Capital Flight = ΔED + NFI – CA – ΔR (Eq. 1)

 

where ΔED is the change in the stock of gross external debt, NFI is the net foreign investment inflow, CA is the current account deficit and ΔR is the change in the stock of official foreign reserves.“

 

NB: The residual method estimates capital flight indirectly – including not recorded transfers. In 2009 the political risks have been in CIS Countries much lower as nowadays in the hybrid war conditions. Randomisation should be introduced.

 

 

Le, Quan Vu; Paul J. Zak (2016) „Political risk and capital flight“ – Journal of International Money and Finance 25 (2006) 308e329.

 

Abstract

Capital flight often amounts to a substantial proportion of GDP in developing countries. This paper

presents a portfolio choice model that relates capital flight to return differentials, risk aversion, and three

types of risk: economic risk, political instability, and policy variability. Estimating the equilibrium capital

flight equation for a panel of 45 developing countries over 16 years, all three types of risk have a statistically

significant impact on capital flight. Quantitatively, political instability is the most important factor

associated with capital flight. We also identify several political factors that reduce capital flight, ostensibly

by signalling that market-oriented reforms are imminent.

_ 2005 Elsevier Ltd. All rights reserved.

 

JEL classification: F3; P16

Keywords: Capital flight; Economic risk; Political instability; Policy uncertainty; Portfolio choice

 

„Why is it that when an American puts money abroad it is called ‘‘foreign investment’’ and

when an Argentinean does the same it is called ‘‘capital flight’’? Why is it that when an

American company puts 30 percent of its equity abroad it is called ‘‘strategic diversification’’

and when a Bolivian businessman puts only 4 percent abroad it is called ‘‘lack of

confidence’’?

Stephen Charles Kanitz in The Wall Street Journal, September 21, 1984, p. 45.

 

NB: Only economic/financial capital flight is taken into consideration: for modelling sustainability stability probability more important may be human capital flight – and – national institutional and knowledge structure distortions.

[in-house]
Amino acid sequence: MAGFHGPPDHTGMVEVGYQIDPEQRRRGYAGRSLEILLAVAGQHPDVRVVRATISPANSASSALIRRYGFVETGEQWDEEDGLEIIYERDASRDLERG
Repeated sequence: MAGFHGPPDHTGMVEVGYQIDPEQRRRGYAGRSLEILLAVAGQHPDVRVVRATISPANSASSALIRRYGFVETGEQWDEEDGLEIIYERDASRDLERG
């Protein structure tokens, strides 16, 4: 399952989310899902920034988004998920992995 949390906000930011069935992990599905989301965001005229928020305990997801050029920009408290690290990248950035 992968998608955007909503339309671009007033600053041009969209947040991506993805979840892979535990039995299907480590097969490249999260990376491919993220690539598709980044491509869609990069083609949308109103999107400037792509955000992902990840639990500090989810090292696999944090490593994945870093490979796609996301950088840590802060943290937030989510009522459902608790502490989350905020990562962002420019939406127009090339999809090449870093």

Ennuste, Ülo (2007):

https://uloennuste.wordpress.com/2008/11/09/ulo-ennustes-speech-at-the-inauguration-of-honorary-doctors-of-international-university-audentes-september-26-2007/

„But in the case of complex politico-economic double systems, these issues are much more complicated, e.g., the complexity should stay in the comparison results (quotients) explicitly: in these mechanisms the political and economic policies should be analysed in one complex but still separately, as side payments for political effects (probably nonmonetary) should be decided by political coordinators and economic transfers by economic regulators.

Still, there may be a probability that the curse of complexity may be eliminated and problems rigorously (not heuristically) solved by the help complex numbers as there seems to be a certain affinity between complex numbers and vector plains where Cauchy-Schwartz inequality exists, plus the phenomenon that complex numbers are divided but vectors not. Analogously, as Arrow’s Prisoner-Dilemma is vanishing in the Harshaniy’s Bayesian Game. But, additionally, the imaginary unit i=sqrt(-1) may play a complicated role as the indicator of the “other world” for the real economic world.

In brief: The rationality connecting imaginary units with a dual world policy regulation mechanisms may be schematically grounded on the reasoning: 1) it is convenient to model complex policies on the bases of vector-like constructions, 2) for efficient comparison of complex policies mechanisms should carry out division procedures of policies with vector-like quotients, 3) one such convenient division procedure is well-defined for complex numbers.

Where the Im axis may be interpreted as the “imaginary political” coordinate, Re as the economic coordinate, real numbers x and y may be e.g. the Blackwellian iformativeness measures of the announcement powers (e.g. dependent on the economic weight of the announcement and importance/credibility of the actor) E.g.: hypothetically it would be appropriate to model the side payments sign calculation for the agents on the basis quotient:

(cos j+isin j) r/r*

where r* is fixed real (=x*>0, y*=0) denoting the module of mainstream real economic truth, i the imaginary unit, the module of the actors in formativeness power, and j is the angel of rotation of the agents announcement from economic truthfulness.”

 

P.S.:  Adequate Sustainability Stability Probability=F(Regressors(Activities/Flows; Assets/Stocks); Conditions(Uncertainties/Risks; etc)).

November 8, 2016 - Posted by | Uncategorized